An evocation of people
Edwin Smith’s Evocations of Place evokes characters long dead.
Mrs Holman, owner of the cottage in which Smith took a photograph of the fireplace in 1936 is a lady whose place tells much about its owner.
Mrs Holman lived in the little Somerset town of Crewkerne, a town that would have been a bustling and prosperous place, for there was enough work for the foundry that made the fine range that sits in her hearth.
Mrs Holman is a lady with a sense of the value of things rather than the price of things. A pair of horsemen sit either side of her mantlepiece, the rider to the right is headless, but what matters is that such heirlooms are preserved and passed on. It would have been alien to people of Mrs Holman’s generation to have gone to someone and asked, “How much is it worth?” Value was something far greater than price.
Mrs Holman’s family are central to her life. Sitting at her fireside each evening, she would have looked at the framed photographs lined up amongst the china, who was living and who was dead? We don’t know. In the 1930s, before the development of antibiotics, many lives were very short.
Mrs Holman is traditional in her politics. This is safe Tory territory and her mirror reflects a picture of the king. He was probably the old king by the time the photograph was taken, the young Edward VIII having acceded, for King George died in January and there is no fire in the hearth to suggest that the picture was taken so early in the year.
Mrs Holman is fastidious about timekeeping, the clock that sits on the mantlepiece is a big brass alarm clock. it shows just after quarter past two. Mr Smith probably arrived at two o’clock to take his photographs and Mrs Holman would have been waiting for the knock at the door.
Evocations of Place was a Christmas present. At £35 it was probably more than I would have thought of spending on a book, but Mrs Holman has been in my thoughts since yesterday – so much evoked in a single photograph which the Royal Institute of British Architects prosaically catalogues online under “Fireplaces”.
It’s a really interesting photo for want of a better word to describe it. You can imagine the kettle boiling away on the range to heat water for all manner of things. You can imagine the lady of the house sitting beside the fire perhaps with a radio on doing some needlework of some kind or other. It actually reminded me of the two dogs that sat on Nan’s mantlepiece. Yes, interesting in its best sense is perhaps the right word.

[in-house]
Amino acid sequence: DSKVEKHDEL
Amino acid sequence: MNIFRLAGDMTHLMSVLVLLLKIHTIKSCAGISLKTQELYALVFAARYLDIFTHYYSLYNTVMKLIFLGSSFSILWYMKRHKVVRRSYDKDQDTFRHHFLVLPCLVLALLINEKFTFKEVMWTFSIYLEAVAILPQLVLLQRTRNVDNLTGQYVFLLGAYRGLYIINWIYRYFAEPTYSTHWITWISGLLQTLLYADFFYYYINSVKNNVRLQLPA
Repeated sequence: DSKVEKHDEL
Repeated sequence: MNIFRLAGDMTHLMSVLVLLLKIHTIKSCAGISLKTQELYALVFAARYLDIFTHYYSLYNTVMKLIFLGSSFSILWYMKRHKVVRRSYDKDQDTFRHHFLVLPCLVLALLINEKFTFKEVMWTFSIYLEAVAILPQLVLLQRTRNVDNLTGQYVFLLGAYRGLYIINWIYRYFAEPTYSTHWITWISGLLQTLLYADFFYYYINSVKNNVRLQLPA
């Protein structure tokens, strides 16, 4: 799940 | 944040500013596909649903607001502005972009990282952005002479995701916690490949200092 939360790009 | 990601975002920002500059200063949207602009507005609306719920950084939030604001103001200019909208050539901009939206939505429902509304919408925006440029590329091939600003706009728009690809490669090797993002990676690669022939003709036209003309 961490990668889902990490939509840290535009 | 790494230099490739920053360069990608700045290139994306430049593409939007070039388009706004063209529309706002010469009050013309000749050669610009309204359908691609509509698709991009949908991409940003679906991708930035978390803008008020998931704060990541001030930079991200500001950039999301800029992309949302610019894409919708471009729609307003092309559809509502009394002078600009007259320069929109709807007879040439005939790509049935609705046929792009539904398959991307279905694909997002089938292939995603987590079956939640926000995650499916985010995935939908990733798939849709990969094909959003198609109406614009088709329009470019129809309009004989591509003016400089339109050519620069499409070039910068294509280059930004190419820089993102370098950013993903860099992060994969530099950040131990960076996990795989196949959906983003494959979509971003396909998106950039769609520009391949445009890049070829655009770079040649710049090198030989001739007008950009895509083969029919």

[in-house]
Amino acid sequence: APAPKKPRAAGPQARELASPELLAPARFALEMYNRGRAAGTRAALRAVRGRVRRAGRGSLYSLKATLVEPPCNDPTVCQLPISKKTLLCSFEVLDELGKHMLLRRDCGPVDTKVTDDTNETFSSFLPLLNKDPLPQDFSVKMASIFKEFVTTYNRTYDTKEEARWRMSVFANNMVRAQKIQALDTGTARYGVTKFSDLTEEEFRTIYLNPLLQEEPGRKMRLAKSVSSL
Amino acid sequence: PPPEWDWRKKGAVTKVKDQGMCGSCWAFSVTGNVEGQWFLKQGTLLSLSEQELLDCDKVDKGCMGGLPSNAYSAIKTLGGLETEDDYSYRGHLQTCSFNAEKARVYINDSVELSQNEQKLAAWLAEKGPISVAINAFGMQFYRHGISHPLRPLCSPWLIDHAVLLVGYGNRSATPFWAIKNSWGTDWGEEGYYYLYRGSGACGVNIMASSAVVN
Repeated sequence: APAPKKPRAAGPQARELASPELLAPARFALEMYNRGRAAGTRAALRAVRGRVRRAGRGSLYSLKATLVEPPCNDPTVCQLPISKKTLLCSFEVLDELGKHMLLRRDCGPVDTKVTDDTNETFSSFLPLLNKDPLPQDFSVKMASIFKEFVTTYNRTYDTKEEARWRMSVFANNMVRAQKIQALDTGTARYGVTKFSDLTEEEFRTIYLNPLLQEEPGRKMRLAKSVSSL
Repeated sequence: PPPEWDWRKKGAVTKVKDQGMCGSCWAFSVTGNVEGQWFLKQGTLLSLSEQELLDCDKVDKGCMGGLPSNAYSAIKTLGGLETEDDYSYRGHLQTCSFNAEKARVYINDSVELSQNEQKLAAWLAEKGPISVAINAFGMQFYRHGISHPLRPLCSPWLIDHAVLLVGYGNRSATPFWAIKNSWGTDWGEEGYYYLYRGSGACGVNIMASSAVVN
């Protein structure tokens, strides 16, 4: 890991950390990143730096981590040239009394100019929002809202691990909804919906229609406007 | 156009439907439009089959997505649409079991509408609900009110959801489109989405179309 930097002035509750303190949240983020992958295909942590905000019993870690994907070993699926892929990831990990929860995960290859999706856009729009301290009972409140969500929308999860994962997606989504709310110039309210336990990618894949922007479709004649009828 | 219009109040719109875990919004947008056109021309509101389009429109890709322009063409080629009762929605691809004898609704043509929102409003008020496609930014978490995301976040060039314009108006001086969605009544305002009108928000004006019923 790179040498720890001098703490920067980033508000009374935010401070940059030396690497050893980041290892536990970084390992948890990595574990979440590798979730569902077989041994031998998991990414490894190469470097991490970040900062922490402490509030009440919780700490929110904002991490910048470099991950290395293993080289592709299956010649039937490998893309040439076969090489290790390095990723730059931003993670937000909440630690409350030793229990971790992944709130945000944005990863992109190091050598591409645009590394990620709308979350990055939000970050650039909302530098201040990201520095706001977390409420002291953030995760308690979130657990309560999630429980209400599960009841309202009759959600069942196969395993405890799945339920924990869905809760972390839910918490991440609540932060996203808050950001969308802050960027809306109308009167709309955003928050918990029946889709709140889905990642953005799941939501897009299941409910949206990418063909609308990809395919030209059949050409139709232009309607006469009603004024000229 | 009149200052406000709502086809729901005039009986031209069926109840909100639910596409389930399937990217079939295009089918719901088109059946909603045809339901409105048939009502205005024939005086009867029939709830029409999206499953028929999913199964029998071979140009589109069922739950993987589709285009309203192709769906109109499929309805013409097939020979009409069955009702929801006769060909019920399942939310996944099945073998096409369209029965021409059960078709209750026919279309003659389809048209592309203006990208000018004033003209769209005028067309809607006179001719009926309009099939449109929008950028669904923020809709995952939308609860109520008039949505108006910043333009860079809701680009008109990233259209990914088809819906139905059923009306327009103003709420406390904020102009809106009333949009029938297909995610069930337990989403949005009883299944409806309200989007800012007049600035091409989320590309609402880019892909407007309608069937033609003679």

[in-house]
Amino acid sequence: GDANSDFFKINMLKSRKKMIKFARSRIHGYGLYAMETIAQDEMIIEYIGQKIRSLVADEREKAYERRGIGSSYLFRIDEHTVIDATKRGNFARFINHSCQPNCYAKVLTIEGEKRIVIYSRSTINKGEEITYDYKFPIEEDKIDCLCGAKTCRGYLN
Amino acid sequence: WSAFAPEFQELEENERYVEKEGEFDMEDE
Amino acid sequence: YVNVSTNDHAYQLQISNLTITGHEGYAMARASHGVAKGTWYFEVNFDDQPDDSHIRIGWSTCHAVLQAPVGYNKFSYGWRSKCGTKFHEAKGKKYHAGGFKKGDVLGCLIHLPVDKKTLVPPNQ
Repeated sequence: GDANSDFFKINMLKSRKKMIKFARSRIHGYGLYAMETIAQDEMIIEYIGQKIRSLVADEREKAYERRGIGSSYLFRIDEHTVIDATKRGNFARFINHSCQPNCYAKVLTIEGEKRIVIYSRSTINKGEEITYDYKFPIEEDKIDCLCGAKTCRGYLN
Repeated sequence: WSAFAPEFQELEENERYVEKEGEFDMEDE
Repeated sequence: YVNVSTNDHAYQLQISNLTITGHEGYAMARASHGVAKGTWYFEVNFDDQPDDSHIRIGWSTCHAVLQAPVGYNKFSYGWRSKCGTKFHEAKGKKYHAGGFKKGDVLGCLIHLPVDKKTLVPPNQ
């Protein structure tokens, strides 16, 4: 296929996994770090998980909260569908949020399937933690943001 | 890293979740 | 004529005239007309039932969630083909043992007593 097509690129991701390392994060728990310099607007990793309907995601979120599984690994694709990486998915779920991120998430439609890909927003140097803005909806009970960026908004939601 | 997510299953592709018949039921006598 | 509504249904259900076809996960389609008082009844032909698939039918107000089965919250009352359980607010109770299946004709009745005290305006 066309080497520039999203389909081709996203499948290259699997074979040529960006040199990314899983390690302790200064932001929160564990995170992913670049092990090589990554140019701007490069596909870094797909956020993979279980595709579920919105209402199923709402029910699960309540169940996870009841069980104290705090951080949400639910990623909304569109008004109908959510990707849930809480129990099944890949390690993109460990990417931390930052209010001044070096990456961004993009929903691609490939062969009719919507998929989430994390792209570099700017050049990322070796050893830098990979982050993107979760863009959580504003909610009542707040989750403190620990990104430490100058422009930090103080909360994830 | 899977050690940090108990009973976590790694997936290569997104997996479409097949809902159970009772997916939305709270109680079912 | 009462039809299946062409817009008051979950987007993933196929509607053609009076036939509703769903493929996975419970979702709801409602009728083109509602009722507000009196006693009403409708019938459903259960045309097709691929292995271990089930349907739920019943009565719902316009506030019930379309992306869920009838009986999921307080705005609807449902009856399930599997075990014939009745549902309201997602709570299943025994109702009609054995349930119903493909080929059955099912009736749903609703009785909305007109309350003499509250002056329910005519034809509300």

It’s been a long time since I saw a bellows.
We had one in my family home, in the days before firelighters and firelogs came into vogue.
And it worked brilliantly – that is until the leather perished and it sprung an air leak!
If I had an open fire in my house, I’d definitely go searching around the antique shops to find a bellows. You can’t beat them for getting a fire going 😀
Great photo and with an interest in photography myself, Idont find it prosaic at all but very warm and informative. It looks like a typically Irish cottage (not that I’d know) I have a very stark blue and white house punctuated with old curiosities, one of which is my Grandad’s writing desk. On top of it, all the little curious of no value but great importance from a little Dubai camel to a miner’s lamp. I loves little things that have a story to tell!
At about the same time the picture was taken a chemists shop in Crewkerne was boarded up as the owner had died, It was opened up about 60 or so years later when the then owner died. The contents were bought up by ‘Flambards Park’ in Cornwall and are on permanent display, its worth a look if you’re in the area, cobwebs and all!!!
Did everyone of that generation have those heirlooms?
Bellows were great – you could blow ash all around the place!
Thass not Ireland! Thass Somerset, me dear!
I agree with you that it’s not at all prosaic – but you can order the picture from RIBA under the title ‘fireplaces’. They even have the date wrong – they have it as 1953.
Can you imagine what a lively place some of those towns must have been to have had a foundry that could make such fireplaces?
I think they may have. Do you remember Nanny POulton’s big Swan?
I think that the old kitchen ranges were works of art. There used to be one at my Mothers but it was replaced with a Rayburn when I was about 2, I do remember having a’copper’ in the kitchen where the washing of clothes was done.